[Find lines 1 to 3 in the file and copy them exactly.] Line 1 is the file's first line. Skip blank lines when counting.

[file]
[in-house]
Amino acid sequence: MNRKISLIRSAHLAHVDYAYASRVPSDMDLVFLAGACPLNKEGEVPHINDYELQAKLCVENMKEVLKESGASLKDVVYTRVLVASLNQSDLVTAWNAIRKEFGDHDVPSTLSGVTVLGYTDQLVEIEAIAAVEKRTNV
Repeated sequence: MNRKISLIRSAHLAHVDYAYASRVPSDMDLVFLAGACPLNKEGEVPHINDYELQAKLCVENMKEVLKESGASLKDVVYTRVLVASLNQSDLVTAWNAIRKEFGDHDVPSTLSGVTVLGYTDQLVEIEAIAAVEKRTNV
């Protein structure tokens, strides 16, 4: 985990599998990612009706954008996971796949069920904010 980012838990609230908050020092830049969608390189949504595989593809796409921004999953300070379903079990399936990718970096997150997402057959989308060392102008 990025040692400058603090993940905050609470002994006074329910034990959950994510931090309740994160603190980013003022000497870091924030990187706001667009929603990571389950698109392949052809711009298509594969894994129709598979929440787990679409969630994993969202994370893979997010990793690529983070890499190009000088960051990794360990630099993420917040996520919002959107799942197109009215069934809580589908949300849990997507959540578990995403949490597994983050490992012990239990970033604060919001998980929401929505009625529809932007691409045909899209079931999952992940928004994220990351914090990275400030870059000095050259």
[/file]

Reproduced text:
[in-house]
Amino acid sequence: MNRKISLIRSAHLAHVDYAYASRVPSDMDLVFLAGACPLNKEGEVPHINDYELQAKLCVENMKEVLKESGASLKDVVYTRVLVASLNQSDLVTAWNAIRKEFGDHDVPSTLSGVTVLGYTDQLVEIEAIAAVEKRTNV
Repeated sequence: MNRKISLIRSAHLAHVDYAYASRVPSDMDLVFLAGACPLNKEGEVPHINDYELQAKLCVENMKEVLKESGASLKDVVYTRVLVASLNQSDLVTAWNAIRKEFGDHDVPSTLSGVTVLGYTDQLVEIEAIAAVEKRTNV